Open Source Journal
Welcome to our new blog.
This blog is part of a new educational initiative to foster a deeper
understanding of the capabilities and issues involved with administering FOSS
(Free and Open Source Software) to deliver concrete business benefits.
Although our subject will sometimes become technical, we will strive to
address the business benefits at the beginning of each and every post.
Therefore, we are confident that this blog will prove interesting and
understandable to a broad variety of leaders, managers, and technicians.
We look forward to an engaging discussion in this blog as we explore the new
possibilities available to organizations to manage their IT (Information
Technology) architecture with FOSS! We hope you check in regularly or
subscribe to our RSS feeds.
If you know the history of LinuxForce, you know that we’ve been doing
remote systems administration using FOSS (Free and Open Source Software)
since our founding in 1995. And we’ve called our remote systems
administration service Remote Responder℠ for a long time too. But the
website RemoteResponder.Net is new.
The new site is part of our educational initiative to explain the issues
involved in administering FOSS-based IT infrastructures to achieve the
promise of greater reliability and ever-improving functionality while keeping
costs low and meeting an organizations’ ever-evolv... (more)
At first glance, the ecosystem in the Free and Open Source Software (FOSS)
world can seem a bit complicated. There are several ways to get software:
project websites where you can download it directly, use a software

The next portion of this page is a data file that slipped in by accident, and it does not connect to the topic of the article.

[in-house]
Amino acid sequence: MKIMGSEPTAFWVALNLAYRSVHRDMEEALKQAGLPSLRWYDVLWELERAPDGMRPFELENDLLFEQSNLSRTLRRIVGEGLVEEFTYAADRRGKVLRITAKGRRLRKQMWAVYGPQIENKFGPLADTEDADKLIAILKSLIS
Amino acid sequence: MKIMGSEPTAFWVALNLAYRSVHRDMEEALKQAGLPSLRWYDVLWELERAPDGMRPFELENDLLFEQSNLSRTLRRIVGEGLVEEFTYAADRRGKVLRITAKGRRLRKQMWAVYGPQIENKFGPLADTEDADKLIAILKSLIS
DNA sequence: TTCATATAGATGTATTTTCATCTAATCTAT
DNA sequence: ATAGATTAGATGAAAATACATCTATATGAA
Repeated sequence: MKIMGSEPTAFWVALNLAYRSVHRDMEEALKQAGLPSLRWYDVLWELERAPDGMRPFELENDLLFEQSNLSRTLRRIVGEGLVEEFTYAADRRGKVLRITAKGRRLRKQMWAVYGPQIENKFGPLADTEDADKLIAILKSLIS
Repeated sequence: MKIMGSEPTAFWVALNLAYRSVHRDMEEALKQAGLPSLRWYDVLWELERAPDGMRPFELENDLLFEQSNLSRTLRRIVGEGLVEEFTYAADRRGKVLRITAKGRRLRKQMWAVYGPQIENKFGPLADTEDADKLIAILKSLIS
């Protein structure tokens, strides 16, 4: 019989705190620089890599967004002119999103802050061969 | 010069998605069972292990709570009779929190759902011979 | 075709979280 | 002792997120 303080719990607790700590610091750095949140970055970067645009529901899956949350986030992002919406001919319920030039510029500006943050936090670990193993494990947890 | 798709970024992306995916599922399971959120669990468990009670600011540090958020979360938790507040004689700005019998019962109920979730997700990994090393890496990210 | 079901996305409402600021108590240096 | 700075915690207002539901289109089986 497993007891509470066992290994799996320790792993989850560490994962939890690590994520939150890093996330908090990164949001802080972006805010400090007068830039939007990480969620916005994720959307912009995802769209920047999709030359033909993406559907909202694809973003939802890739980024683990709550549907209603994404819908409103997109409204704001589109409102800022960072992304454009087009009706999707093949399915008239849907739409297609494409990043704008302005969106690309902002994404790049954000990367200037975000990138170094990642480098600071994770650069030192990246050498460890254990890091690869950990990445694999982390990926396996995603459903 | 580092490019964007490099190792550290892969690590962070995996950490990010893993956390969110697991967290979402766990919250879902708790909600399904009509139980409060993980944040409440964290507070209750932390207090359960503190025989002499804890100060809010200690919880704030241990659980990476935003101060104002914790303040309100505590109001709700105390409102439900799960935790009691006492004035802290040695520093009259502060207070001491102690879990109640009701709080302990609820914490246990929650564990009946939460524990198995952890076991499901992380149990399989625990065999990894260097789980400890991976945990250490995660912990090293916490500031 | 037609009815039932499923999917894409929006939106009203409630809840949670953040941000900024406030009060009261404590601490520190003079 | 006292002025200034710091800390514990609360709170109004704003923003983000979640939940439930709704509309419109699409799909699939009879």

management tool that your Linux distribution provides, or you may also be
able to install a Linux distribution that includes everything you need right
out of the box! Once you understand this ecosystem, you can find where your
contributions would be most useful, and why contributing is beneficial to
your organization and the FOSS community.
So, where does this all b... (more)
In January I attended the 10th annual Southern California Linux Expo. In
addition to speaking and running the Ubuntu booth, I had an opportunity to
talk to other sysadmins about everything from selection of distribution to
the latest in configuration management tools and virtualization technology.
I ended up in a conversation with a fellow sysadmin who was using a
proprietary virtualization technology on Red Hat Enterprise Linux. Not only
did he have surprising misconceptions about the FOSS (Free and Open Source
Software) virtualization tools available, he assumed that some of the... (more)
Open Source Journal on Ulitzer
The November 2009 issue of Communications of the ACM (CACM) has a very
interesting article by Paul Stachour and David Collier-Brown entitled “You
Don’t Know Jack About Software Maintenance”. The authors argue
energetically for using versioned data structures and “continuous
upgrading” to improve the state of the art of software maintenance.
The piece got me thinking about FOSS (Free and Open Source Software) and
“continuous upgrading”. Here are seven observations on FOSS software
maintenance that occurred to me as I reflected on the CACM article: